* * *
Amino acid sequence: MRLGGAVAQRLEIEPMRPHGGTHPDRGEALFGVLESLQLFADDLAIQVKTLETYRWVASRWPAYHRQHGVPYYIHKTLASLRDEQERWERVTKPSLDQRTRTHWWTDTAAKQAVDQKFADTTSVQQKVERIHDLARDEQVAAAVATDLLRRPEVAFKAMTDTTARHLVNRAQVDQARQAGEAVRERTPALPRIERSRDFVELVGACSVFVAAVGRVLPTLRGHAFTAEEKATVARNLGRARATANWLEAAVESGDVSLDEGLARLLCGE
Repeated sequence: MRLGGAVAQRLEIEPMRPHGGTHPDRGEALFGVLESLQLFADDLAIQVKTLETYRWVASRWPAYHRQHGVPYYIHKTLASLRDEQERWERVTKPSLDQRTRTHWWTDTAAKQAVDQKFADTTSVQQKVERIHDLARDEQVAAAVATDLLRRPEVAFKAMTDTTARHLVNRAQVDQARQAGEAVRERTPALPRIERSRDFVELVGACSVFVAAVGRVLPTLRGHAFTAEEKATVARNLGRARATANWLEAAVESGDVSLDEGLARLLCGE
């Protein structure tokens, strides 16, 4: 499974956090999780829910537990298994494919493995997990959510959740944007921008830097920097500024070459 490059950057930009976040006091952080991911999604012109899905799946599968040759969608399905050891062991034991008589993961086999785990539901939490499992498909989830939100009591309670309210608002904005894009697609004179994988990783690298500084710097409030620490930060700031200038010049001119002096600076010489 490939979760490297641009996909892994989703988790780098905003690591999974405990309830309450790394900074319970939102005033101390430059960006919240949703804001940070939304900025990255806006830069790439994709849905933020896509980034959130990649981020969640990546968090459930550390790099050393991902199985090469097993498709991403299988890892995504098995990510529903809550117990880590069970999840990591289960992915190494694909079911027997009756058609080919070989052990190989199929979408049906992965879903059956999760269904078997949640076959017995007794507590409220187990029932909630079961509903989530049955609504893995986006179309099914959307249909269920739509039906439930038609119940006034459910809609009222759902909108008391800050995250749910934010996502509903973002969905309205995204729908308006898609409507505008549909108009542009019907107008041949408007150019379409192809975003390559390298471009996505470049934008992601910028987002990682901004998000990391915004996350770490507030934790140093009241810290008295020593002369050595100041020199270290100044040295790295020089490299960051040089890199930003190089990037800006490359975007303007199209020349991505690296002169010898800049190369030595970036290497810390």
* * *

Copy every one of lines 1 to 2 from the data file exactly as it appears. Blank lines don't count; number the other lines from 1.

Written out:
Amino acid sequence: MRLGGAVAQRLEIEPMRPHGGTHPDRGEALFGVLESLQLFADDLAIQVKTLETYRWVASRWPAYHRQHGVPYYIHKTLASLRDEQERWERVTKPSLDQRTRTHWWTDTAAKQAVDQKFADTTSVQQKVERIHDLARDEQVAAAVATDLLRRPEVAFKAMTDTTARHLVNRAQVDQARQAGEAVRERTPALPRIERSRDFVELVGACSVFVAAVGRVLPTLRGHAFTAEEKATVARNLGRARATANWLEAAVESGDVSLDEGLARLLCGE
Repeated sequence: MRLGGAVAQRLEIEPMRPHGGTHPDRGEALFGVLESLQLFADDLAIQVKTLETYRWVASRWPAYHRQHGVPYYIHKTLASLRDEQERWERVTKPSLDQRTRTHWWTDTAAKQAVDQKFADTTSVQQKVERIHDLARDEQVAAAVATDLLRRPEVAFKAMTDTTARHLVNRAQVDQARQAGEAVRERTPALPRIERSRDFVELVGACSVFVAAVGRVLPTLRGHAFTAEEKATVARNLGRARATANWLEAAVESGDVSLDEGLARLLCGE